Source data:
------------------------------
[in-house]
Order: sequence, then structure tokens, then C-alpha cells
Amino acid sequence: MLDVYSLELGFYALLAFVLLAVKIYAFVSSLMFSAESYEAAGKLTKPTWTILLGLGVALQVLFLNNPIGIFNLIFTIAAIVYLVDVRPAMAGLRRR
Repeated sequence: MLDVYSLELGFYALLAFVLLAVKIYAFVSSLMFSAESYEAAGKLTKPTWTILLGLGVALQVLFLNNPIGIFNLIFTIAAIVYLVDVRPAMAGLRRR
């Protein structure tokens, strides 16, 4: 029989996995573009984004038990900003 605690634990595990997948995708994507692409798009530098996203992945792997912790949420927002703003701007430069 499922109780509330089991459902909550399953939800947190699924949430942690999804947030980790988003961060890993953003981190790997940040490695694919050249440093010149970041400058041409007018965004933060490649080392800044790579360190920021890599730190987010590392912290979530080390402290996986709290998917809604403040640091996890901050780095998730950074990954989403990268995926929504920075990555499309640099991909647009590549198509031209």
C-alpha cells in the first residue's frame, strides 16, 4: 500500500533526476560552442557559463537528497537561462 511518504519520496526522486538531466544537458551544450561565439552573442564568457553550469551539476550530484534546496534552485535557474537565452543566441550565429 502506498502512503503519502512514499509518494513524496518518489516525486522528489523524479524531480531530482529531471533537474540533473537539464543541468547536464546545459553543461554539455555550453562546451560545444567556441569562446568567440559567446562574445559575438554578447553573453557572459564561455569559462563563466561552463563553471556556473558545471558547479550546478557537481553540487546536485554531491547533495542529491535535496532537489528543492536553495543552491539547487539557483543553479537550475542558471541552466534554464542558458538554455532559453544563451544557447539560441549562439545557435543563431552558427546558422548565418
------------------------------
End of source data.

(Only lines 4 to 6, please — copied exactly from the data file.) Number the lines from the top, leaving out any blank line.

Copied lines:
Repeated sequence: MLDVYSLELGFYALLAFVLLAVKIYAFVSSLMFSAESYEAAGKLTKPTWTILLGLGVALQVLFLNNPIGIFNLIFTIAAIVYLVDVRPAMAGLRRR
């Protein structure tokens, strides 16, 4: 029989996995573009984004038990900003 605690634990595990997948995708994507692409798009530098996203992945792997912790949420927002703003701007430069 499922109780509330089991459902909550399953939800947190699924949430942690999804947030980790988003961060890993953003981190790997940040490695694919050249440093010149970041400058041409007018965004933060490649080392800044790579360190920021890599730190987010590392912290979530080390402290996986709290998917809604403040640091996890901050780095998730950074990954989403990268995926929504920075990555499309640099991909647009590549198509031209």
C-alpha cells in the first residue's frame, strides 16, 4: 500500500533526476560552442557559463537528497537561462 511518504519520496526522486538531466544537458551544450561565439552573442564568457553550469551539476550530484534546496534552485535557474537565452543566441550565429 502506498502512503503519502512514499509518494513524496518518489516525486522528489523524479524531480531530482529531471533537474540533473537539464543541468547536464546545459553543461554539455555550453562546451560545444567556441569562446568567440559567446562574445559575438554578447553573453557572459564561455569559462563563466561552463563553471556556473558545471558547479550546478557537481553540487546536485554531491547533495542529491535535496532537489528543492536553495543552491539547487539557483543553479537550475542558471541552466534554464542558458538554455532559453544563451544557447539560441549562439545557435543563431552558427546558422548565418